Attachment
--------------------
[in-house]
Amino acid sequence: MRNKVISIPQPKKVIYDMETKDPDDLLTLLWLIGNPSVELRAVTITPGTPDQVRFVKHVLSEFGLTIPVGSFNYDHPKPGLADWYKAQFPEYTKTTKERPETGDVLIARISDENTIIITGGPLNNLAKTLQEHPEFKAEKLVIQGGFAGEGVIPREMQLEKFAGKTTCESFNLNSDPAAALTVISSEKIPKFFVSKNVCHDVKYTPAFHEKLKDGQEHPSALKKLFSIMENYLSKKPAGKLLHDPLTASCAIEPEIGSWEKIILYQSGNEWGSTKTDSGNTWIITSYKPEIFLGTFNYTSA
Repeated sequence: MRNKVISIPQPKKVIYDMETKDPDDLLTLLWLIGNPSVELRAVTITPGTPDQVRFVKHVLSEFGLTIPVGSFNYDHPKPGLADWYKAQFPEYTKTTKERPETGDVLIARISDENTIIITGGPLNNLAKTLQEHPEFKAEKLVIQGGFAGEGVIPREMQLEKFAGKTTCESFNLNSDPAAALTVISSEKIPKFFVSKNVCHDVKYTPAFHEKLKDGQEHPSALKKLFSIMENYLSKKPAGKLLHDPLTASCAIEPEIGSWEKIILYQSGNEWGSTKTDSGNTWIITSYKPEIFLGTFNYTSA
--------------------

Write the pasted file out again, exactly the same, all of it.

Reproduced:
[in-house]
Amino acid sequence: MRNKVISIPQPKKVIYDMETKDPDDLLTLLWLIGNPSVELRAVTITPGTPDQVRFVKHVLSEFGLTIPVGSFNYDHPKPGLADWYKAQFPEYTKTTKERPETGDVLIARISDENTIIITGGPLNNLAKTLQEHPEFKAEKLVIQGGFAGEGVIPREMQLEKFAGKTTCESFNLNSDPAAALTVISSEKIPKFFVSKNVCHDVKYTPAFHEKLKDGQEHPSALKKLFSIMENYLSKKPAGKLLHDPLTASCAIEPEIGSWEKIILYQSGNEWGSTKTDSGNTWIITSYKPEIFLGTFNYTSA
Repeated sequence: MRNKVISIPQPKKVIYDMETKDPDDLLTLLWLIGNPSVELRAVTITPGTPDQVRFVKHVLSEFGLTIPVGSFNYDHPKPGLADWYKAQFPEYTKTTKERPETGDVLIARISDENTIIITGGPLNNLAKTLQEHPEFKAEKLVIQGGFAGEGVIPREMQLEKFAGKTTCESFNLNSDPAAALTVISSEKIPKFFVSKNVCHDVKYTPAFHEKLKDGQEHPSALKKLFSIMENYLSKKPAGKLLHDPLTASCAIEPEIGSWEKIILYQSGNEWGSTKTDSGNTWIITSYKPEIFLGTFNYTSA